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    Help me understand Hollywood camera crews
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    Senior Member roxics's Avatar
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    I was watching a video yesterday about the Amira versus the Alexa and they mentioned that the Alexa has all the main controls on the other side of the camera away from the operator, whereas the Amira is a single operator camera. I first heard of this when the URSA came out but never investigated it. Now I'm curious as I've never used any of these mentioned cameras.

    I've always been a camera crew of one person, whether I was shooting a low budget indie film or a corporate piece. I understand that a remote focus puller would be helpful for certain shots where the camera operator is handheld or on a steadicam and can't easily pull focus. I've been in some situations myself where I wish I had someone like that on hand. But what's the deal with someone else on the other side of the camera setting their ISO and stuff? What exactly is left for the camera operator to do at that point if they aren't doing that stuff themselves, just framing?

    Again I can understand if this stuff was remotely controlled and you're trying to follow actors handheld from an indoor to outdoor scene and it would be helpful for someone else to handle exposure changes while you're just trying to keep things in frame and not trip over objects on the ground. But the fact the controls are on the other side of the camera tells me that this other person is right there, physically on the other side of the camera. So if the camera is on sticks or something, why can't the operator make those changes?


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    The camera operator is at times listening to a director about camera framing/movement, and it's better if someone else controls other settings (like you mentioned).

    If someone is using the camera for a simple shot (like on sticks), they can of course reach over and change the settings if needed.

    You'll find that crews operate differently all over the world and/or based on the project. You don't need someone doing that for you at all times, but it makes the task easier with much more complex productions. You can still operate the Alexa like the Amira, but the Amira was primarily designed for that one-man band/shooter.

    The big URSA has its controls (and screens) on both sides.


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    In general, camera operators on large schedule productions are indeed limited to "just framing" regarding their physical interaction with the camera as the AC's manage settings and configuration. I use quotes because the actual operation of the camera is likely less than a third of the camera operator's job--probably a subject for a different post. That said, I have noticed on Amira jobs that the operators do tend to make the ISO and ND changes themselves when I call them in for the very reasons listed above as they are closest to the controls and it's just easier and faster.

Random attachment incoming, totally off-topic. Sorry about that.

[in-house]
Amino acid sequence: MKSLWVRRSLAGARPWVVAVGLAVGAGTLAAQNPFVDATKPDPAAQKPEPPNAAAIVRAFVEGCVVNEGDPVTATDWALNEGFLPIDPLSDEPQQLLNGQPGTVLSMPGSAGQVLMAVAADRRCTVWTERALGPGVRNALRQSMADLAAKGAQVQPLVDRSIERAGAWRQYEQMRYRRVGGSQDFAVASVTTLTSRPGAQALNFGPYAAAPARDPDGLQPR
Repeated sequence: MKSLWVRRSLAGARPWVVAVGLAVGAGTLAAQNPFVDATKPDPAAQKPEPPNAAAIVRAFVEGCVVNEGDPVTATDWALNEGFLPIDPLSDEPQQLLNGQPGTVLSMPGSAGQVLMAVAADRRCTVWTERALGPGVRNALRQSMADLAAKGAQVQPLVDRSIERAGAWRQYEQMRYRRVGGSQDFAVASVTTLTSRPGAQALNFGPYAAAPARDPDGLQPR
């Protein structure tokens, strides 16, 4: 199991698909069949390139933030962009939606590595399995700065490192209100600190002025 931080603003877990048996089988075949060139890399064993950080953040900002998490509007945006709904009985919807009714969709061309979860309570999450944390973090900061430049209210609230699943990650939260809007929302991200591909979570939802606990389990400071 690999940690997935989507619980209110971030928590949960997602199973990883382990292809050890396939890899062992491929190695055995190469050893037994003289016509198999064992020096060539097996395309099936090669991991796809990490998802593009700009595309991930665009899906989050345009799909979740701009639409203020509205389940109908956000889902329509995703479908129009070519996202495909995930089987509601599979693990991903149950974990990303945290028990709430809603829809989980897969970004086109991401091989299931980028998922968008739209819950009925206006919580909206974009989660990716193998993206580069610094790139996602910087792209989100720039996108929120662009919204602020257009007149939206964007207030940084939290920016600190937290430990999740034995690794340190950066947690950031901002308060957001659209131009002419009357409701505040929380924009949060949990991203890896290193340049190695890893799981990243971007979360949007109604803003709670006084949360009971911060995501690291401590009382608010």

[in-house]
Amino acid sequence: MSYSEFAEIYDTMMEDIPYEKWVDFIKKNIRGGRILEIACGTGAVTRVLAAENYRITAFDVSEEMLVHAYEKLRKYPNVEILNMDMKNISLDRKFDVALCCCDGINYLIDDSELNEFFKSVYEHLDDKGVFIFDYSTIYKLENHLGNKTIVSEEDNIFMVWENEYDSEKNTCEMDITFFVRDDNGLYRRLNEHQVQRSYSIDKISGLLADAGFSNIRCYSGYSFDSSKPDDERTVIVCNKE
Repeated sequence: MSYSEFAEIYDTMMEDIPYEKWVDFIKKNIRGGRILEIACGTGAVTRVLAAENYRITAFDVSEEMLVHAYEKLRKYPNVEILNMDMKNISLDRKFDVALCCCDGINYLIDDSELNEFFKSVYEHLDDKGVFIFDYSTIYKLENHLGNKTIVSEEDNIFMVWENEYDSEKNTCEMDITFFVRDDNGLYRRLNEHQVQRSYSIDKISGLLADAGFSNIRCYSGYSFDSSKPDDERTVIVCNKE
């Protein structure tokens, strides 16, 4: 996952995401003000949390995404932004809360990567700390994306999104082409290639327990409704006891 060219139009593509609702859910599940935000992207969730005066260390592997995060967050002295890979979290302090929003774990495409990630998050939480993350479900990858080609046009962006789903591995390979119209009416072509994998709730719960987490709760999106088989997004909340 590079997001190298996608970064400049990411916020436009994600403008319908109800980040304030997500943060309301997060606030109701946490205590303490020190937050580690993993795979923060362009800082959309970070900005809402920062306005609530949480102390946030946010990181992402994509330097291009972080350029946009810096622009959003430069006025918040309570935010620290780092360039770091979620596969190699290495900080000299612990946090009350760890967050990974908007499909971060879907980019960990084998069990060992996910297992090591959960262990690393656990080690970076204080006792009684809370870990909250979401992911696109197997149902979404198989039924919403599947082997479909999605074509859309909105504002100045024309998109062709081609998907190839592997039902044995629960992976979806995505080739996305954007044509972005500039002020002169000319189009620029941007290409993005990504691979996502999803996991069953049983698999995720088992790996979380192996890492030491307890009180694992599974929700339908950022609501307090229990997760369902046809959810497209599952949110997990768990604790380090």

In terms for the assistant being "right there", it's almost never the case any more. All of my AC's pull focus remotely, regardless of the shot. There are still crews that limit this to handheld/Steadicam/remote heads and switch to pulling off a hard follow focus on the dolly, but I find it much faster to keep the remote focus system on throughout. This change came in when we moved to digital from film.

    Ideally, we'd be using an ROP system and have remote access to all of the parameters of the camera and be able to make changes from the DIT cart, but I have yet to see these systems have enough range to be able to rely on them.
    Charles Papert


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    Quote Originally Posted by CharlesPapert View Post
    Ideally, we'd be using an ROP system and have remote access to all of the parameters of the camera and be able to make changes from the DIT cart, but I have yet to see these systems have enough range to be able to rely on them.
    I'm actually kind of surprised that with these types of systems becoming more and more prevalent on cameras that productions don't just use some type of wifi range extending/repeater system, especially since those are so simple to implement, now.


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    Senior Member JPNola's Avatar
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    Quote Originally Posted by roxics View Post
    I was watching a video yesterday about the Amira versus the Alexa and they mentioned that the Alexa has all the main controls on the other side of the camera away from the operator, whereas the Amira is a single operator camera. I first heard of this when the URSA came out but never investigated it. Now I'm curious as I've never used any of these mentioned cameras.